Intro and Overview¶
The Vision Egg is a powerful, flexible, and free way to produce stimuli for vision research experiments.
The Vision Egg is a high level interface between Python and OpenGL. In addition to methods for automatic generation of traditional visual stimuli such as sinusoidal gratings and random dot patterns, it has a number of functions for moving numeric data, images, movies, text, and 3D objects to and from your video card and allowing use of some of its features like perspective distortion. Therefore, it is also useful for anyone wishing to make use of the features of today’s graphics cards.
- Perform experiments using an inexpensive PC and standard consumer graphics card
- Perform experiments using a graphics workstation if special features needed
- Data acquisition and other realtime hardware control capabilities useful in electrophysiology and fMRI experiments, including gaze-contingent stimuli
- Dynamically generated stimuli can be changed in realtime via software or external hardware
- Produce traditional stimuli to replace legacy systems
- Produce stimuli not possible using other hardware
- Demo programs to get you started right away
- Run stimuli on your laptop - great for talks
- Free, open-source software
By harnessing the power of today’s consumer graphics cards, producing visual stimuli of research quality now requires no specialized hardware beyond a relatively recent computer and graphics card.
Based on open standards, it runs on anything from cheap PCs to expensive special hardware for special needs. For example, running on some platforms, such as SGI workstations, the Vision Egg has a 10-bit luminance dynamic range (both pixel depth and DAC) and precise frame-by-frame control.
The Vision Egg is open source software (GNU LGPL). Therefore, you can be assured of a product that meets your needs but does not lock you in. Download it today and give it a try!
Citing the Vision Egg¶
If you use the Vision Egg for anything that results in a scientific publication, I ask that you please cite my paper in your publications. The citation is:
- Straw, Andrew D. (2008) Vision Egg: An Open-Source Library for Realtime Visual Stimulus Generation. Frontiers in Neuroinformatics. doi: 10.3389/neuro.11.004.2008 link
To see a partial list of publications that made use of the VisionEgg, see Vision Egg Citations.
- downloads (Check the Download and Install page for more information.)
- Vision Egg @github
Full Documentation Contents¶
- Vision Egg Citations
- I enter my desired framerate in the “What will your monitor refresh’s rate be (Hz)” field of the Vision Egg startup GUI, but I get a different refresh rate. Why?
- I am unable to open a graphics window. I get the following exception: “pygame.error: Couldn’t find matching GLX visual”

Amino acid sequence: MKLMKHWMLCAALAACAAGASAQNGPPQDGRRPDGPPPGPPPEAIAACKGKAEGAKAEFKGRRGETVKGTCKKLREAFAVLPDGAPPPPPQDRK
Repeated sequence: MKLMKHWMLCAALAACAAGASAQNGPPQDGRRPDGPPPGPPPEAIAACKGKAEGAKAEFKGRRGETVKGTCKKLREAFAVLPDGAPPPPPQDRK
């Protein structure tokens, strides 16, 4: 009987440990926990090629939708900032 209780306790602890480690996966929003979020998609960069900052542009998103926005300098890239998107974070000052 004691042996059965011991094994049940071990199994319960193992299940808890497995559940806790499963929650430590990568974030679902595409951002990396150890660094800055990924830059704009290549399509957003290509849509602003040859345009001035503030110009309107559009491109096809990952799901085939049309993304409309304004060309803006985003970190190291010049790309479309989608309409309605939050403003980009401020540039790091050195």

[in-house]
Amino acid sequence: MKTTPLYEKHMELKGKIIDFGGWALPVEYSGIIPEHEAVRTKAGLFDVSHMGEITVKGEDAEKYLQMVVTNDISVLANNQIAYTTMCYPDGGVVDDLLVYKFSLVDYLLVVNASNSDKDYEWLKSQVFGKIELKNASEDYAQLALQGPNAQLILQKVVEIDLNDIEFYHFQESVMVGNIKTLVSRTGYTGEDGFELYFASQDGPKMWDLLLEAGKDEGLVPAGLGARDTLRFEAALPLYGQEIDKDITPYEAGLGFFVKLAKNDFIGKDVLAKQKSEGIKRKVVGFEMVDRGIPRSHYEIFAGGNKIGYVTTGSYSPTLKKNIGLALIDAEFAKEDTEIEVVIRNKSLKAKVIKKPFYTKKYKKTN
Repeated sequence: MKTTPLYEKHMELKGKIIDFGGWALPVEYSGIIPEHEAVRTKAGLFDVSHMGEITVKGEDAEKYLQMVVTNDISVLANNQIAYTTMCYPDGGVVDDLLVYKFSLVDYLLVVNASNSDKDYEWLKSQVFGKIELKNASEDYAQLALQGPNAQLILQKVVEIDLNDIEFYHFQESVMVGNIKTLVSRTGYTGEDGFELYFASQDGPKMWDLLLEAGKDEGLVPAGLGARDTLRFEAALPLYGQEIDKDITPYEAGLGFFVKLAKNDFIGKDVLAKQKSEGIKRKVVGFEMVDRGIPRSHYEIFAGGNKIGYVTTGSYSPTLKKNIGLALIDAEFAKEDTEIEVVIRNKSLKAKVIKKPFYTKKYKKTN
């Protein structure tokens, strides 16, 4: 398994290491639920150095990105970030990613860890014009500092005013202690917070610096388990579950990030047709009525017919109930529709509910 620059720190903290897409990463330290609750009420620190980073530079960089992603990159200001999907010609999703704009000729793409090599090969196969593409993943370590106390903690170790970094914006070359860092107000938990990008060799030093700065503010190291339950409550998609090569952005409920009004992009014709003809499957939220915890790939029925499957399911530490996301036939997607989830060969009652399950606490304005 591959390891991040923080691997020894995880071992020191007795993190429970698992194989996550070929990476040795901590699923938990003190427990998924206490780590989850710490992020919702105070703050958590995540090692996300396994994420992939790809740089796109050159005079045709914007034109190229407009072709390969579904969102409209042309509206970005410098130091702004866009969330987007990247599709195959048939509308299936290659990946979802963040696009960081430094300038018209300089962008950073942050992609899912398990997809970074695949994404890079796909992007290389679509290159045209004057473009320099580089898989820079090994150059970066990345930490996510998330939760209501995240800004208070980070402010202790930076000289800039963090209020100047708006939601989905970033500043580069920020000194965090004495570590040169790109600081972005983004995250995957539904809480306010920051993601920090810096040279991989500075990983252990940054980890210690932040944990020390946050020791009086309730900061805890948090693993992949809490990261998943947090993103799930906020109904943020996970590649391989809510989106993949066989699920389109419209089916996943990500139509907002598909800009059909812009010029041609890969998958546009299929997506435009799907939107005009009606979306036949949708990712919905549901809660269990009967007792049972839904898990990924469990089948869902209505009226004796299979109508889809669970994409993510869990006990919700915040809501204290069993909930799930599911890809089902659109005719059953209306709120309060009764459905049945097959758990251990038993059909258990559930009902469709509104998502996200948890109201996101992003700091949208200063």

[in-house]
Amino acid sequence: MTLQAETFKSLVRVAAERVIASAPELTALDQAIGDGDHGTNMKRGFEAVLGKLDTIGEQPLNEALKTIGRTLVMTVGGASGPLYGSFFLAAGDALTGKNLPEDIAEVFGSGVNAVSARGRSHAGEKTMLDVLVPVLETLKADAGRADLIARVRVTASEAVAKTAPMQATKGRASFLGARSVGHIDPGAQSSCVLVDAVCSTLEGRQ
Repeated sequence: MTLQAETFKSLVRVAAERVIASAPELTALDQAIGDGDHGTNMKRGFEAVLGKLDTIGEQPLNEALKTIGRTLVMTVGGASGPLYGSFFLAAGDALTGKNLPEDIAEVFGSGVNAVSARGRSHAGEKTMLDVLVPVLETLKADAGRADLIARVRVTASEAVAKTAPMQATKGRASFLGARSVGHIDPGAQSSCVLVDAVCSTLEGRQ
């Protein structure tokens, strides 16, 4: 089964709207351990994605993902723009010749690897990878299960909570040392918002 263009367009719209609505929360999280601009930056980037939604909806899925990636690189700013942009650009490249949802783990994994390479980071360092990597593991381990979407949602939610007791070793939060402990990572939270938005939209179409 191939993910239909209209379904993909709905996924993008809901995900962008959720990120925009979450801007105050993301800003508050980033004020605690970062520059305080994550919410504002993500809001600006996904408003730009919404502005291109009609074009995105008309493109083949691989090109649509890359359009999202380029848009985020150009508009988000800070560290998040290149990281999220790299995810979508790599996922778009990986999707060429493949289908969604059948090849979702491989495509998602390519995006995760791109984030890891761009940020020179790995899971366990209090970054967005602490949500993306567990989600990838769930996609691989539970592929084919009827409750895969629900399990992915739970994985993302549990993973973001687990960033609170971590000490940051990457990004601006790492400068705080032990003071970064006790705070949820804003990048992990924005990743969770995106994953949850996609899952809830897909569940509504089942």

- How to start without the configuration GUI appearing?
- I can not get the demos to work. The GUI Graphics configuration launches correctly when I try grating.py but when I click “ok” a new gray window opens for a few seconds and then closes. Can anyone help???
- How do I turn off the configuration window?
- I have set up my PC with a dual boot and have been gradually getting used to Linux. I would like to make the transition solely to Linux and the open source movement. However, I am running into one dependency problem after another and have tried RPM and tar.gz files. I even have a few experienced Linux users around and we still can not get all the dependencies installed.
- How do I specify where on my screen the display should go? If I create a window, I know how to direct the graphics to a certain location within that window, but how do I set the position of the window itself?
- When using certain stimuli, including the demo versions of the moving grating and put_pixels, I sometimes see an artifact that travels from the bottom of the window to the top. It usually looks like a slightly jagged line, and usually travels across the entire screen slowly to the top. I’m not sure if this is a programming issue or something that is specific to my monitor. It’s an LCD monitor running at 60Hz, and that’s what vision egg is set to use.
- When I run a stand-alone VisionEgg windows executable created with py2exe, I get the error “IOError: [Errno 2] No such file or directory: ‘...library.zip\OpenGL\version’
- What are my anti-aliased points appearing as squares (instead of circles)?
- Download and Install
- Download and Install/An Installation Overview
- Download and Install/Install on IRIX
- Download and Install/Install on Linux
- Download and Install/Install on MacOSX
- Download and Install/Install on Windows
- Intro and Overview/About this wiki
- Intro and Overview/Calibration
- Intro and Overview/FrameRates
- Intro and Overview/Platforms
- Intro and Overview/Synchronization
- Intro and Overview/Technologies
- Frontiers in Neuroscience commentary - 2009-10-05
- talk at SciPy 09 (video available online) - 2009-08-20
- talk and tutorial at CNS*2009 - 2009-07-22
- Vision Egg 1.2.1 released - 2009-07-21
- Vision Egg article in Frontiers in Neuroinformatics - 2008-10-08
- BCPy2000, using the Vision Egg, released - 2008-10-01
- Vision Egg 1.1.1 released - 2008-09-18
- Vision Egg 1.1 released - 2008-06-07
- Vision Egg 1.0 released - 2006-01-03
- Quest.py announced - 2005-04-08
- Pylink (by SR Research) - Eye tracking in Python - 2004-02-25
- Release 0.9.9 - 2003-09-19